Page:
SERBIA - KOSOVO: Orthodox Pessimistic About Future of Church Life.

Geraldine Fagan and Branko Bjelajac, Keston News Service, 27 November 2001

"Decani monastery is our island," Fr Sava (Janjic), assistant to Abbot Teodosije, joked to Keston News Service on 25 October. "The KFOR checkpoint at the gate is our port, from which we take our ferry - an armoured car - across a sea containing dangerous piranhas." Yet while he believes that such a restrictive environment is proving conducive to monastic life - "Our celibate community is the only Serb community growing in Kosovo!" - Fr Sava acknowledged that it is having a negative impact on church life in the province as a whole.

Sister Mikhaela of Pec-Patriarchate Convent agreed. It is essential for clergy and religious to be able to visit believers, she told Keston on 25 October: "Serbs need the access of the Church to continue their religious, spiritual, cultural life". Although Keston did see one nun being taken by an armoured vehicle from the convent to the Serb community in Osojane (Osojan) village near Istok (Istog) on the morning of 26 October, Sister Mikhaela said that such visits had recently been cut from four a week to two: "The Patriarchate couldn't get permanent access to Osojane - but elsewhere they envy the number of escorts we get in the Italian zone."

In Ljestar (Leshtar) near Strezovce (Strezofc), the other mixed Serb- Albanian village in Kosovo, according to Branislav Skrobonja, the editor of the weekly church bulletin "Herald of Kosovo and Metohia", the Serbs do not have their own church. Speaking to Keston at the Raska and Prizren diocesan offices in Belgrade on 23 October, Skrobonja said that parishioners have to be escorted to a church in nearby Ajnovce (Hajnoc). He commented that it was "completely unsafe for them to go to church."

At Pec-Patriarchate Convent, frequent interruptions to the water and electricity supply affect church life, according to Sister Mikhaela. Both occurred for almost the duration of Keston's stay at the convent on the night of 25 October, so that half of the morning service was held in darkness. The nuns believe such interruptions to be the deliberate action of local Albanians - and complain that while the UN authorities solve individual incidents, they never tackle the root cause. When, as a fluent English speaker, she has contacted United Nations Mission in Kosovo (UNMIK) officers about such incidents, Sister Mikhaela told Keston, she has received responses ranging from a dismissive explanation that there are "ongoing problems for all" to an aggressive suggestion that the Patriarchate is seeking privileged status: "After the anti-Serb propaganda [during the civil war] there is unfortunately the view that we are all guilty and have to pay the price - it permeates everything the internationals do."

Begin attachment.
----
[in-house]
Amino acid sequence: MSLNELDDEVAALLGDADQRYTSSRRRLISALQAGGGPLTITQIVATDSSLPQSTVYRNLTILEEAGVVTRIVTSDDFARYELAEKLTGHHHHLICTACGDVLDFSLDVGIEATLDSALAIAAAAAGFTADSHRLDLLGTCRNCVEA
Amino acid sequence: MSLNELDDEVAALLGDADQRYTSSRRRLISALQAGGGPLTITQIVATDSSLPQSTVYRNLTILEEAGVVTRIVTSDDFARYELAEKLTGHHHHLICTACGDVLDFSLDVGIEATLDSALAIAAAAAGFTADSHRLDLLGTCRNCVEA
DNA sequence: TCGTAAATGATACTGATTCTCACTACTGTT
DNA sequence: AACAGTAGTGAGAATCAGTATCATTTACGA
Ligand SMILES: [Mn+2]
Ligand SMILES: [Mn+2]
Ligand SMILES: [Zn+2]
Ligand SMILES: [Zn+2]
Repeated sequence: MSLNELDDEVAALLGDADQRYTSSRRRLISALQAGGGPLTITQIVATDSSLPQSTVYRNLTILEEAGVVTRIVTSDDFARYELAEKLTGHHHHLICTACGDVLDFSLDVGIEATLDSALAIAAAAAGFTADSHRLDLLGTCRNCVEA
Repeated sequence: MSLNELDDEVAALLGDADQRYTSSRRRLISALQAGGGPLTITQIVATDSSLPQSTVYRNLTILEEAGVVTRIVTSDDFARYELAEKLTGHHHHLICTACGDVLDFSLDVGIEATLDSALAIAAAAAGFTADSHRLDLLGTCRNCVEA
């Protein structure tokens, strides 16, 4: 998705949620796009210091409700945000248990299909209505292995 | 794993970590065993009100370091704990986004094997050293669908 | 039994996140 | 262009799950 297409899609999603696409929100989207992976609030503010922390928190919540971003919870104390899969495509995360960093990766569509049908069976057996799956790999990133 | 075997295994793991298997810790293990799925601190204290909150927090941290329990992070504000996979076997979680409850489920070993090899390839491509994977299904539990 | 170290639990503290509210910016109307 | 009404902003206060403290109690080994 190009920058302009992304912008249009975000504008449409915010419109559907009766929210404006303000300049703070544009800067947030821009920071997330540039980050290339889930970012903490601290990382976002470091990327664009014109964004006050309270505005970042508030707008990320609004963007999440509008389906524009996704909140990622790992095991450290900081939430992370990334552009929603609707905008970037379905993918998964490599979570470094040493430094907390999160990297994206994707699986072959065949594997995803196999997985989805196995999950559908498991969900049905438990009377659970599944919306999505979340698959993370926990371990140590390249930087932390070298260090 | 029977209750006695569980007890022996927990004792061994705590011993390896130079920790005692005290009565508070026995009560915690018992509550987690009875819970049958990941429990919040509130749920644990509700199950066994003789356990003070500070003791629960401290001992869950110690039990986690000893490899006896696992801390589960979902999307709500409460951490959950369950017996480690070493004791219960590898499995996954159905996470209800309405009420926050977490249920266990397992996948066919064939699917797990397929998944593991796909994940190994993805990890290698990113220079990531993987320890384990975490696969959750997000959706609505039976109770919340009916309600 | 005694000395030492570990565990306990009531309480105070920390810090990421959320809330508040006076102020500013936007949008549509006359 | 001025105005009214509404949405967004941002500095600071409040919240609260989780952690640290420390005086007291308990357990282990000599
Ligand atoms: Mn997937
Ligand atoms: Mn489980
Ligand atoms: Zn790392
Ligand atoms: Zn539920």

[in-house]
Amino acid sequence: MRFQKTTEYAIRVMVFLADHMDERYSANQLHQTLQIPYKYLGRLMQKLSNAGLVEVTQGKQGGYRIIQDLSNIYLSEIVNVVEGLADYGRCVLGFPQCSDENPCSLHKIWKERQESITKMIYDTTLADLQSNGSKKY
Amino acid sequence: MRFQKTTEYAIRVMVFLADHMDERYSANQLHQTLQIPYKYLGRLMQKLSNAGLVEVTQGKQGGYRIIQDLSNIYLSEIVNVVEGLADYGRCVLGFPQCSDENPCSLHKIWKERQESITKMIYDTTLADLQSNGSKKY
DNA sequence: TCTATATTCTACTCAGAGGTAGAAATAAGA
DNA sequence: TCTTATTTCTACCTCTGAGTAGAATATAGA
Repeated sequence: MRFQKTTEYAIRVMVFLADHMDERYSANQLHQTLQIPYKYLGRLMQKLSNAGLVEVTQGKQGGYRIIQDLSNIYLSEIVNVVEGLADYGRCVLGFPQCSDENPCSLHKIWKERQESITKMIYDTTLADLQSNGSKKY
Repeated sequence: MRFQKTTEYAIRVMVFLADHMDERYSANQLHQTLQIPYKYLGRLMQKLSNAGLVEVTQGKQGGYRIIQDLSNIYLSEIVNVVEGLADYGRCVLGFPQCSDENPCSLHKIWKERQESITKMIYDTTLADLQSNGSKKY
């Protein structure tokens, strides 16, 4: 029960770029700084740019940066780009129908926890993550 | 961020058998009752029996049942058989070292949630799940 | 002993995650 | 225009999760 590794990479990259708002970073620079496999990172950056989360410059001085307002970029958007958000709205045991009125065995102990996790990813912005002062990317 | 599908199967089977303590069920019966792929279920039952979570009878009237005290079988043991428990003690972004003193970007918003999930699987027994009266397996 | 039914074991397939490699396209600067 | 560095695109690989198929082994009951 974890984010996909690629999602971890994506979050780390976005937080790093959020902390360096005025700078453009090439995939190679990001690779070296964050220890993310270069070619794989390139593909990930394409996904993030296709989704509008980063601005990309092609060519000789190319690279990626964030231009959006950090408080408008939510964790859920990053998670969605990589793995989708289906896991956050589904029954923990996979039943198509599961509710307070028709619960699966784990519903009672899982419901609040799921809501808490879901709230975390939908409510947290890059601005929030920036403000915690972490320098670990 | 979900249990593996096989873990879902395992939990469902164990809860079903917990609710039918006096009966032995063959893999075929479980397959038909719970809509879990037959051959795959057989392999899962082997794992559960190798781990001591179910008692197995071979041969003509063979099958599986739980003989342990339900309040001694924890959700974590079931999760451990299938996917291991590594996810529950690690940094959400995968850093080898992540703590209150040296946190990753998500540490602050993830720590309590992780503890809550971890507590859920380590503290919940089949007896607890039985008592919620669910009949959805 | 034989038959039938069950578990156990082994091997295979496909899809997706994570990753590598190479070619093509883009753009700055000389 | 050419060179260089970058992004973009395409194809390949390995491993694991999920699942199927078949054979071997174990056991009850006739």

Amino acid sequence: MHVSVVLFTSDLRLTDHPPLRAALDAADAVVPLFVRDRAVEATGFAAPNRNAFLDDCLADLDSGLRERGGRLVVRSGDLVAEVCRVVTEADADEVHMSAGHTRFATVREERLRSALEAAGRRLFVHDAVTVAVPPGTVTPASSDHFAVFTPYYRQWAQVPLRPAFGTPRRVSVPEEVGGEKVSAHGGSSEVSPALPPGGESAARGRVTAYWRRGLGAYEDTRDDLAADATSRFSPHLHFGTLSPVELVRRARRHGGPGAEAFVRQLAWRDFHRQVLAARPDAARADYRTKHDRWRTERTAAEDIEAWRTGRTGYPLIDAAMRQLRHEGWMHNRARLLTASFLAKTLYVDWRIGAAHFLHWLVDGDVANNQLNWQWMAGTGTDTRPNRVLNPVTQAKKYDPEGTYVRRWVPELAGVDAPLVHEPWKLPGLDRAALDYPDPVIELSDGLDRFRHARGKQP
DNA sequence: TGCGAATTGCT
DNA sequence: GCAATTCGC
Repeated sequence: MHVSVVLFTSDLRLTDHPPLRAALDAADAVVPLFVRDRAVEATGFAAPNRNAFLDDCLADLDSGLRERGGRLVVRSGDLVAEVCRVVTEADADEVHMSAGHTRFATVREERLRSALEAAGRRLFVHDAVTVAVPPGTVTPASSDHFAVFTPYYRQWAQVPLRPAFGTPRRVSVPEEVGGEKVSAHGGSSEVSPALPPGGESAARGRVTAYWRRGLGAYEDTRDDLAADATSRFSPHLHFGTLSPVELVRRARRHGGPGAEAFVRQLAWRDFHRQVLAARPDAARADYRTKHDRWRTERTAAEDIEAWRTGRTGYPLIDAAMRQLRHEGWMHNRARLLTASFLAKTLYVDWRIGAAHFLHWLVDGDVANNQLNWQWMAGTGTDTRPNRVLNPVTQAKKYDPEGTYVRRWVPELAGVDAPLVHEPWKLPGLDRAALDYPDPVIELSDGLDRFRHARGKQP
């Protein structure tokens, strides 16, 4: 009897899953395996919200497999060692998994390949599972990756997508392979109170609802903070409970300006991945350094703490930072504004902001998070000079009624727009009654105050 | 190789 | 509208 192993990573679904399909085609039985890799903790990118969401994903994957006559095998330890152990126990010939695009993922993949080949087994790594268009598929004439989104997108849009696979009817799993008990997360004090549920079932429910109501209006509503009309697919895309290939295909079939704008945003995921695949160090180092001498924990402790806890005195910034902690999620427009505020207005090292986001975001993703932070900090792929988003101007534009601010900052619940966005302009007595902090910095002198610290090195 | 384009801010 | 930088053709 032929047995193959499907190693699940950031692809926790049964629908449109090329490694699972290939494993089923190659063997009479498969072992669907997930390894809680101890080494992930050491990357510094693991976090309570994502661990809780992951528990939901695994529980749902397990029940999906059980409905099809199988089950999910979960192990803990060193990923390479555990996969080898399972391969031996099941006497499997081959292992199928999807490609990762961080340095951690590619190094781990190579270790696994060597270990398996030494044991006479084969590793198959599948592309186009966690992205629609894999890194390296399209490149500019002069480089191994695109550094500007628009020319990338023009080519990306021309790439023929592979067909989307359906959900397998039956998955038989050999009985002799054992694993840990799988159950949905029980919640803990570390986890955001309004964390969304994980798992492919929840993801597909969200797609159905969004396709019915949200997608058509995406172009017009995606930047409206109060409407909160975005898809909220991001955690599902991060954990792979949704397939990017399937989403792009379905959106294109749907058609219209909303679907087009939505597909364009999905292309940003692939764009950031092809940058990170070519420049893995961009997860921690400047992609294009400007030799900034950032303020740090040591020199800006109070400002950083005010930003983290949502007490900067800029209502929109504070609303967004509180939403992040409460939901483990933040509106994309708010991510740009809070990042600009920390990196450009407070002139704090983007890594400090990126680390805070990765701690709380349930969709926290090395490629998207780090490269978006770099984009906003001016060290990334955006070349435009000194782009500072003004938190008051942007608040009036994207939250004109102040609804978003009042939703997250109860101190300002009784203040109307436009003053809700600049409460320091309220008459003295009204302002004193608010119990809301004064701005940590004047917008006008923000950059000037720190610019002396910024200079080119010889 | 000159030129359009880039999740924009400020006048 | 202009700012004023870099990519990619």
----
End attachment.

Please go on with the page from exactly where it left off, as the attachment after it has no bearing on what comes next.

What could be done to make Orthodox life in Kosovo freer? Sister Mikhaela thought that the secure future of all Orthodox sites depended upon discussions being held between the UNMIK authorities and the diocese as a whole. She voiced concern that Pec-Patriarchate Convent was being asked to liaise with the local municipality: "There are 25 such municipalities, we are afraid that they will try and separate church institutions and make differences."

Sister Mikhaela also suggested that one problem was that "western concepts are being imposed upon us." Concepts such as self-help groups were inappropriate, she explained since, for example, "Serbs are more group-aware than westerners." Speaking to Keston on 24 October in Belgrade, Mirjana Menkovic of the Mnemosyne Centre for the Protection of Cultural Heritage in Kosovo and Metohia agreed. "We are still in the process of making national states but we are expected to integrate and so skip levels of development. A solution cannot be imposed, it must be found here." Menkovic was pessimistic about the possibility of a free, multiethnic and multireligious Kosovo: "Give me one example of a successful Christian-Muslim state."

In the view of Skrobonja, the main way to improve the religious situation for Serbs in Kosovo would be to reconstruct churches. Fr Sava, however, pointed out that the Church had not received any funding to reconstruct churches because "they would be destroyed instantly".

Unlike Bosnia, according to Fr Sava, "Kosovo never was truly multiethnic, there were separate housing areas with a certain level of tolerance." Although the Church had proposed cantonisation on a linguistic basis (Serbs and Albanians speak unrelated languages), he now had doubts. "Cantonisation works in a civilised society, but this is a radicalised and relatively primitive society with sovereignty based upon nineteenth century ideals." Fr Sava was also sceptical about the contribution which interreligious dialogue could make, since "for most people it means nothing".

Praising the Catholic Christmas celebrations in Pec (Peja) as "open to any faith - not exclusive," however, UNMIK deputy head of Pec regional administration, Bob Charmbury, thought that some sort of joint interreligious forum could prove beneficial. Asked by Keston on 26 October why church representatives did not have free access to Serb areas, he explained that visits had to be organised and were "dependent upon logistic support." Interviewed by Keston, a KFOR officer who did not wish to be further identified thought that the main way of improving the situation would be to bring less extremist local Albanian politicians - "there are some moderates and I can believe in them" - together with church representatives, who were "open and friendly" towards them. "Nothing can be achieved in the short term," he told Keston, "we need more time - but it is possible." (END)